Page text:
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Objective: This study focused on investigating the effects of microRNA551b-5p (miR-551b-5p) on severe acute pancreatitis. Methods: Initially, quantitative real-time polymerase chain reaction (qPCR) is employed to determine the expression of miR-551b-5p in differentiated human umbilical vein endothelial cells (HUVECs). Further, the effects of aberrantly expressed miR-551b-5p in HUVECs Transwell assay. The expressions of proteins associated with severe acute pancreatitis capillary leakage syndrome are determined by Western blot, FITC-phalloidin, and immunofluorescence stainings. Finally, the correlative factor and the target genes of miR-551b-5p, as well as their contributions, are assessed. Results: We observed that overexpression of miR-551b-5p distinctly promoted the expression of EGFR, AKT3, and AQP5, while it suppressed the expression of JAM3, AQP1, and occludin. Functionally, the cytoskeleton of the miR-551b-5p overexpression was relatively loose with apparent vacuoles, and overexpression of miR-551b-5p increased the permeability of HUVECs. Conclusion: miR-551b-5p overexpression promoted changes in vascular endothelial permeability via upregulation of the EGFR/AKT3 pathway and downregulation of occludin and JAM3.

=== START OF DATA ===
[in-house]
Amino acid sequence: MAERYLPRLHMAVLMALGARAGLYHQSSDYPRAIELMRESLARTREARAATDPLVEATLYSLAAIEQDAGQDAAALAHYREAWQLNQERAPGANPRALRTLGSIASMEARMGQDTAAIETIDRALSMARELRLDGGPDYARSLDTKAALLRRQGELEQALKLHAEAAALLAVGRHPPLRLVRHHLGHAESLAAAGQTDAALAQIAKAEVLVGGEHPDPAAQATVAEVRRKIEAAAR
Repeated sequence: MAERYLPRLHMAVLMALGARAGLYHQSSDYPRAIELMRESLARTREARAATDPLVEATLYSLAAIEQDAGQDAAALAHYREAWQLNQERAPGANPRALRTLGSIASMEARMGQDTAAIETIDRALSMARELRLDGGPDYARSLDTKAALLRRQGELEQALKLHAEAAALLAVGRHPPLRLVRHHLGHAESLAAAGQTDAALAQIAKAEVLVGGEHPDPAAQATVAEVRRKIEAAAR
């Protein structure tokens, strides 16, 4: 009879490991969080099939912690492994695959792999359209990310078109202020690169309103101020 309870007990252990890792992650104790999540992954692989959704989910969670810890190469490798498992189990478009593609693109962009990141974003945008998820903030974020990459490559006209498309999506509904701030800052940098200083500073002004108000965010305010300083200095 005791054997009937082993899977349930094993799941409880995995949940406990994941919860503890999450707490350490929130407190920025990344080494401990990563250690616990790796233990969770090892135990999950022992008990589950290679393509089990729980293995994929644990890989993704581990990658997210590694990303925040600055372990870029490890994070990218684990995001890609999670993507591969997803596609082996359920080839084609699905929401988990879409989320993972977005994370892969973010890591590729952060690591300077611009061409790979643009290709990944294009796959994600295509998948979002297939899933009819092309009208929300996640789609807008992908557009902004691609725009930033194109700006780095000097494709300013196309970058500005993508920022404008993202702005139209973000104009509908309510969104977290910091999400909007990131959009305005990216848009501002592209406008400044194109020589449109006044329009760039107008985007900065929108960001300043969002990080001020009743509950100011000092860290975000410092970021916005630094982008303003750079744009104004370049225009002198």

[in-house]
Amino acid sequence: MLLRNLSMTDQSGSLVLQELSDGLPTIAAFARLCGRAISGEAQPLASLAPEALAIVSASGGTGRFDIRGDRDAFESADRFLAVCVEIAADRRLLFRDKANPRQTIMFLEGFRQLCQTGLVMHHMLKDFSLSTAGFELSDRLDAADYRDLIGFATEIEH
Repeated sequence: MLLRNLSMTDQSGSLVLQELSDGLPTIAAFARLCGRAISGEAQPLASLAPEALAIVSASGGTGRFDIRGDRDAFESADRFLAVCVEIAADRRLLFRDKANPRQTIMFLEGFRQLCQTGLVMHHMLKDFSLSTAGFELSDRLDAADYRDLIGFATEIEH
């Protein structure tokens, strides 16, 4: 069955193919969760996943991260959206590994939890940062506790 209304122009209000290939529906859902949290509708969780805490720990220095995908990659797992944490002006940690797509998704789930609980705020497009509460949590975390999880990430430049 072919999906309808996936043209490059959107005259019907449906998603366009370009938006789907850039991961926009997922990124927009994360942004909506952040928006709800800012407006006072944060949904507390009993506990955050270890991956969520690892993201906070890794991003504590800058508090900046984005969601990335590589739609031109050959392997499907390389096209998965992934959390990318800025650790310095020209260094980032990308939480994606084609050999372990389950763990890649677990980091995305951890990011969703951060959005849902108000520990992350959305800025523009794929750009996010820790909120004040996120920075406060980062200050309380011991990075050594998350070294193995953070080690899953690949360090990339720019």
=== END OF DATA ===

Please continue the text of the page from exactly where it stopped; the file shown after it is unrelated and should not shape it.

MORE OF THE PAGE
... This compound has also been shown to increase the infiltration of leukocytes and macrophages in wounds and enhancing healing (Inui et al., 1995;Dutta, 2015). Chitosan exerts its effect by increasing production of growth factors such as colony stimulating factor (CSF) and platelet-derived growth factor (PDGF) (Brown et al., 1989;Inui et al., 1995;Ueno et al., 2001), decreasing interleukin-4 (IL-4), interleukin-5 (IL-5), interleukin-13 (IL-13), and tumor necrosis factor-a (TNF-a) (Chung et al., 2012) production by basophils and pro-inflammatory markers by osteoblasts (Kim et al., 2011). The compound has also been reported to decrease nitric oxide production by macrophages in vitro (Yang et al., 2010). ...
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In this study, we formulated Thymoquinone-loaded nanocomposites (TQ-NC) using high-pressure homogenizer without sodium tripolyphosphate. The TQ-NC were characterized and their anti-inflammatory determinedby the response of the LPS-stimulated macrophage RAW 264.7 cells in the production of inflammatory cytokines, nitric oxide, prostaglandin E2, tumor necrosis factor-α, interleukin-6, and interleukin-1β. The physicochemical properties of TQ-NC were determined using different machines. TQ was fully incorporated in the highly thermal stable nanoparticles. The nanoparticles showed rapid release of TQ in the acidic medium of the gastric juice. In medium of pH 6.8, TQ-NC exhibited sustained release of TQ over a period of 100 h. The results suggest that TQ-NC nanoparticles have potential application as parenterally administered therapeutic compound. TQ-NC effectively reduce production of inflammatory cytokines by the LPS-stimulated RAW 264.7 cells, indicating that they have anti-inflammatory properties. In conclusion, TQ-NC nanoparticles have the characteristics of efficient carrier for TQ and an effective anti-inflammatory therapeutic compound.